I live in an apartment in Melbourne and have a balcony where I can only grow herbs. Fortunately I am very close to the Queen Victoria Market – it is my stamping ground. I am able to buy bulb fennel and bunches of leafy fennel (fronds attached) at one of my favourite stalls: B Shed, Stall 61- 63) in the Queen Victoria Market.
The stall is owned by Gus and Carmel and they grow some of their produce. Gus is Calabrese. He knows that I cook Sicilian food and I like to use this type of fennel for my Sicilian Pasta con le sarde that includes wild fennel as one of the ingredients. It is frequently used in Sicilian food to add a particular aniseed taste to many dishes.
We are not able to buy bunches of wild fennel (finucchiu sarvaggiu in Sicilian) in Australia and not everybody can go out and forage for it – you will recognise the plants by the strong aniseed smell and taste, strong green colour and fine fern like fronds. I collect the soft, young shoots of this plant, recognised by their lighter colour. This fennel is unlike the Florentine fennel and has no bulb. Because of its strong smell and taste, animals and insects tend not to eat it, so it can be prolific. I always ensure that the plant looks healthy before I collect it, after all it is a weed and it could have been sprayed. If I were to grow wild fennel in my garden I would collect the seeds (yellow flower heads) which when dry develop into seeds and plant them.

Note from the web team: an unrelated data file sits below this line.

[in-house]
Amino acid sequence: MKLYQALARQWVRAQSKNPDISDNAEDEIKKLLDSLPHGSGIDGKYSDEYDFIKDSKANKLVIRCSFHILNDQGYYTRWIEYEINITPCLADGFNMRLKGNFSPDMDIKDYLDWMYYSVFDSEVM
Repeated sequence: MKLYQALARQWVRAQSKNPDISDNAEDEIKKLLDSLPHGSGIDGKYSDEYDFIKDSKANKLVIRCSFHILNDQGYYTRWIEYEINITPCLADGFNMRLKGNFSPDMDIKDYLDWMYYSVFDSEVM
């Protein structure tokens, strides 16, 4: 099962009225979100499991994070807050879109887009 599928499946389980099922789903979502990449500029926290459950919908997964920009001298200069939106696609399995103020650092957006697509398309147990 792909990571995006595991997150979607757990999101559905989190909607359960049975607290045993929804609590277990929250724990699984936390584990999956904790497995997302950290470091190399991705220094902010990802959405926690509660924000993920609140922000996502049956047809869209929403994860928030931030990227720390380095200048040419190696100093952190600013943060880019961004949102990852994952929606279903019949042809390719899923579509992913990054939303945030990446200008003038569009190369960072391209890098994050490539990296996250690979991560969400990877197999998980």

But for those of you who cannot get wild fennel there is some salvation. At the end of the fennel season the fennel plant produces some flat bulbs, which never mature.
Gus has given me his recipe for one of his favourite pasta recipes. It is cooked with anchovies, fennel fronds and topped with fried breadcrumbs. He tells me it is Calabrese (from Calabria). I say that it is Sicilian and in fact in Sicilian it is called ‘Pasta cca muddica’.
But Gus forgets that he has already given me this recipe, he gives it to me every year when I buy the immature bunches of fennel from him.
For recipe see:Pasta con Finocchio
What I do not tell Gus is that in some parts of Sicily they add grated lemon peel and in the Aeolian islands they add capers and in Siracusa green olives. There are also versions where it is made without the fennel. Simple, but all good.